To succeed, the underdog must be creative. LGBT people and allies in the South are at a geographic remove from Beltway politics and the cultural and philanthropic nerve centers of New York City and San Francisco. Yet we are uniquely positioned to help our country understand the human urgency of LGBT equality by using creative tactics that directly resist discriminatory laws in the public square. As long as such laws remain unenforced, they also remain invisible; provoking their enforcement makes visible their harms.
This premise gave rise to the use of coordinated direct action in the Civil Rights Movement, particularly in the period from 1958 to 1964. With due deference, this analysis also shapes the Campaign for Southern Equality’s WE DO Campaign, through which LGBT couples across the South request – and are denied – marriage licenses in order to directly resist unjust state laws and call for full federal equality. They do so accompanied by friends, family and clergy who lead public prayer services for reconciliation as part of the actions. At times, civil disobedience in the form of peaceful sit-ins occur after the denials of licenses. The WE DO Campaign is based upon an ethic called empathic resistance, which calls for us to directly resist persecuting laws by expressing our authentic selves and to approach those who oppose – or are conflicted about – our rights with empathy.
In the past year we have run three stages of the WE DO Campaign, taking actions in ten communities across North and South Carolina, from towns with less than 500 residents to metro areas with more than a million people. These actions have involved hundreds of LGBT people and allies and significant numbers of clergy. We’ll continue to grow the WE DO Campaign across the South until we achieve full equality under federal law. In this way we are doing in public life what we have long done in our private lives: expressing our full humanity and resisting laws that deny that humanity. Ultimately, we are also making a clear moral argument to the American public. The WE DO Campaign is telling a new story about the lives of real LGBT people who live in towns across the South and are saying, simply: this is my home and I ought to have equal rights here. As more and more people understand the human consequences of discriminatory state laws, support for federal equality will continue to grow.
The WE DO Campaign is just one example of what it looks like when people directly resist discriminatory laws through coordinated campaigns based on a consistent ethical framework. Creative thinking will lead to other approaches.
To succeed, the underdog must be bold. There is a tendency in the LGBT movement to use a cautious, focus-group tested approach to talking about our lives. But too many times now, this method has failed us. For example, efforts to defeat Amendment One featured focus-group tested messaging that all but redacted the word gay. We lost by 22 points. Everyone knows that these ballots measures are about marriage equality; to act otherwise in our messaging fools no one and yields no apparent bump in our numbers or erosion in the other side’s support. In North Carolina, polls showed that 57 percent of people opposed marriage equality going into the May 8 vote, and that 61 percent ultimately voted for Amendment One.
When over-expressed, cautiousness morphs into timidity. In the extreme, it can become complicity with a persecuting system, one which insists the only way to be safe is to hide who we truly are.
It’s true – the risks of acting boldly are real. An unfavorable federal court ruling could slow our progress. But acting cautiously does not inoculate us from loss; witness the dozens of amendments to state constitutions that have already passed. Witness the acts of violence against LGBT people that happen regularly.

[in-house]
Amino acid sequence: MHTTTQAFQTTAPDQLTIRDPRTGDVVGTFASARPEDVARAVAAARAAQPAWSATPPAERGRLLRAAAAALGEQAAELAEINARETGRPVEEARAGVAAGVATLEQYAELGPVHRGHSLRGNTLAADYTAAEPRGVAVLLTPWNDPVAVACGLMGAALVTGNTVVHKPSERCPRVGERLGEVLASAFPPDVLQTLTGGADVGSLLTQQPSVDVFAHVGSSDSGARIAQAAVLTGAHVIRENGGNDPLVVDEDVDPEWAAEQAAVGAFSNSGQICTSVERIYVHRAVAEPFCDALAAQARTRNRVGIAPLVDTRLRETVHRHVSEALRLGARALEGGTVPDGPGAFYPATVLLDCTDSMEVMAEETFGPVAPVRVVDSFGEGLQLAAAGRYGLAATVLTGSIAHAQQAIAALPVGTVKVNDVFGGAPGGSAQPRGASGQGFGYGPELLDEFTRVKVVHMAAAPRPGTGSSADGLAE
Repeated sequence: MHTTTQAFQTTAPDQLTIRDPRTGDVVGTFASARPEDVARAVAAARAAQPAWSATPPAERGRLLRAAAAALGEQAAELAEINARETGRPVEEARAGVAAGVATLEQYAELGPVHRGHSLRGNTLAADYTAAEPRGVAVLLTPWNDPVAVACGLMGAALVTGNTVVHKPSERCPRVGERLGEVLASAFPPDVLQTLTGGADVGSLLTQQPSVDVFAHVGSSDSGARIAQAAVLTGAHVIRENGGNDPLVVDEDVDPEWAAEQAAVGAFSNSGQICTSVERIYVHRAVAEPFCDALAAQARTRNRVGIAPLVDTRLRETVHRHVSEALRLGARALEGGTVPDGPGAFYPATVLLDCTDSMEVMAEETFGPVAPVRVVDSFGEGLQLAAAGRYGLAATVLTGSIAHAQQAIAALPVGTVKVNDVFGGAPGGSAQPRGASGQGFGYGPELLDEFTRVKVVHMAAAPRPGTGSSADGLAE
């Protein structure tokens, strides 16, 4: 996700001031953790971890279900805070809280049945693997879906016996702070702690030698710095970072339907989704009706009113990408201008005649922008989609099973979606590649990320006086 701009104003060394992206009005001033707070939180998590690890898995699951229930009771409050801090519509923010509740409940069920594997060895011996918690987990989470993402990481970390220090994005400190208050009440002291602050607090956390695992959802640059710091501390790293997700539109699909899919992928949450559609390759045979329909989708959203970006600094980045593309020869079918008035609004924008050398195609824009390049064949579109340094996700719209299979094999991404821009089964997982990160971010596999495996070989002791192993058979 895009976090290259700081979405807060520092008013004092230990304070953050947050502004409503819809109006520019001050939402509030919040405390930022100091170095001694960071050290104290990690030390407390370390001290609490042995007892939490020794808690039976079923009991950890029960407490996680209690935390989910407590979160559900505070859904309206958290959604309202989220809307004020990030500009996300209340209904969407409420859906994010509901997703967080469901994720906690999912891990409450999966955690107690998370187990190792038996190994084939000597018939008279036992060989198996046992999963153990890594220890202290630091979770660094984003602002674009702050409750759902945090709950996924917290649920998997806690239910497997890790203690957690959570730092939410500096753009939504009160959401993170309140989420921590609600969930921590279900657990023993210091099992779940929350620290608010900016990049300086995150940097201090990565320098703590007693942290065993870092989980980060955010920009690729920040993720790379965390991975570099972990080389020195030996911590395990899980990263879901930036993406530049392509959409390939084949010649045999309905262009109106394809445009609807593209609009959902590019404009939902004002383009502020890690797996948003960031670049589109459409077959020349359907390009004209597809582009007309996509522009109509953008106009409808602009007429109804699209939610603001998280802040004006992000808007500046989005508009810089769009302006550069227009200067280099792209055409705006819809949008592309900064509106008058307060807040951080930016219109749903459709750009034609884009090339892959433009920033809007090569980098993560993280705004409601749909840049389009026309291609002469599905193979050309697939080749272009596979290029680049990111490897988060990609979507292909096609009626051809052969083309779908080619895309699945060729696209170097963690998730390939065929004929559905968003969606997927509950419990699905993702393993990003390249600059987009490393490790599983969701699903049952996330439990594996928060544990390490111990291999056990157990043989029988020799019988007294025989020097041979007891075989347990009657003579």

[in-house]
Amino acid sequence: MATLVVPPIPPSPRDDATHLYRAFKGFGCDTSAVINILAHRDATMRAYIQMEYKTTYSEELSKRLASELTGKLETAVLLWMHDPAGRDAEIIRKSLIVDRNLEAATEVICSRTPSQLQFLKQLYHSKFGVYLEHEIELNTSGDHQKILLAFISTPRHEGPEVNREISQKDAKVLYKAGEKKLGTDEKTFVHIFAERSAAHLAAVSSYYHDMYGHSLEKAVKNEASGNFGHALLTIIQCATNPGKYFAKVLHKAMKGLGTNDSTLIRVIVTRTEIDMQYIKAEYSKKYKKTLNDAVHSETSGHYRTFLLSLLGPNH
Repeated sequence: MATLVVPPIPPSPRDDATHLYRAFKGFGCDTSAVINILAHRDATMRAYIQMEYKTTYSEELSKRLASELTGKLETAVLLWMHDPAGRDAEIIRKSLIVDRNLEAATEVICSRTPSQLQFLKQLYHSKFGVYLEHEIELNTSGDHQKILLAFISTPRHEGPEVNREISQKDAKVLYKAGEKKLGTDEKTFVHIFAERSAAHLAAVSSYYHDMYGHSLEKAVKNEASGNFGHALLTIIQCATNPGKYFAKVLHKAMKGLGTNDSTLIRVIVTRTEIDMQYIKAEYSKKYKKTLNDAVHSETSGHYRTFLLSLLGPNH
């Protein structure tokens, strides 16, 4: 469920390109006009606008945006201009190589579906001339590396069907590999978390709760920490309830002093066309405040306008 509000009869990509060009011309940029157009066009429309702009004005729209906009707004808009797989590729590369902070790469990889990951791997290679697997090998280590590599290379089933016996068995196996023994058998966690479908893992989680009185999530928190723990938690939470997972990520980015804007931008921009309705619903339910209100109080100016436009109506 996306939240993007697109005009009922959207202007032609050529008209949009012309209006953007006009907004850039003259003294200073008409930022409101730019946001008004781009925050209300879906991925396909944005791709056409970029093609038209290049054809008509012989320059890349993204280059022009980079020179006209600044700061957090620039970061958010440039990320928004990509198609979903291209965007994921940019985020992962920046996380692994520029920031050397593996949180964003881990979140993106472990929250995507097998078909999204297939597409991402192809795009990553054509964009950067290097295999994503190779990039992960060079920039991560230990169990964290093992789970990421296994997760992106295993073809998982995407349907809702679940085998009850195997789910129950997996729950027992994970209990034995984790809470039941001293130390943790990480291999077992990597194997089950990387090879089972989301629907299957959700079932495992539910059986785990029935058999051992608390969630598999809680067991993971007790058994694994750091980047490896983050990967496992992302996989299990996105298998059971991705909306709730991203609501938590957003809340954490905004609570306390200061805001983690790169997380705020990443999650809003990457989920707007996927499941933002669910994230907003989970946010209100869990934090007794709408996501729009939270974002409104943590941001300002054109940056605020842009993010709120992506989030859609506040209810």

The risks of not acting boldly are even greater. Nowhere is that clearer than in the South, where LGBT people conduct their lives with dignity and yet also live with the daily consequences of laws that dehumanize us. As a friend recently put it, What exactly are we protecting by playing it safe?
At its best, strategy reflects both a savvy assessment of the political and cultural landscape you operate in and an expression of human truths. Now, more than ever, we must appeal to the very traits that define LGBT lives as we construct strategy.
As LGBT people, we stake so much on the premise that the truth matters, even when the risks are profound. Remember the first time you came out. For me, it was in 1993 and I was eighteen. It took everything in me to say those two words: I’m gay. I was terrified and unable at the time to imagine the fulfillment and joy I have found as an adult. But I knew that my only shot at a future of any kind began with that truth.
The final mark of the underdog is an urgency borne of knowing exactly what is at stake if we fail to act.
The issue of LGBT rights is not going anywhere. The volume and complexities surrounding this issue will continue to intensify until we reach some form of national resolution. Increasingly, the questions we face will be inflected by morality rather than pragmatism: What is each of us prepared to do to achieve full federal equality? How long are we willing to wait?
As another friend put it, standing next to her partner of 30 years after their marriage license was rejected during an action in the WE DO Campaign, “We’re in our mid-sixties. Can you tell us what steps we might take to be full and equal citizens before we die?”
Focus groups cannot answer such questions, but human hearts and consciences can be moved by such words.
The black letter of the law bends to the power of such human truths, but only when boldly constructed federal challenges create the occasion for it to do so.
Stories like this abound in the lives of LGBT Southerners, cast alongside stories of estrangement and reconciliation that pre-figure the process our country is currently in the midst of. That’s why the South has always been fertile territory not just for narrative, but also for strategy. And that’s why it will, I believe, be the underdogs who lead our nation through these straits.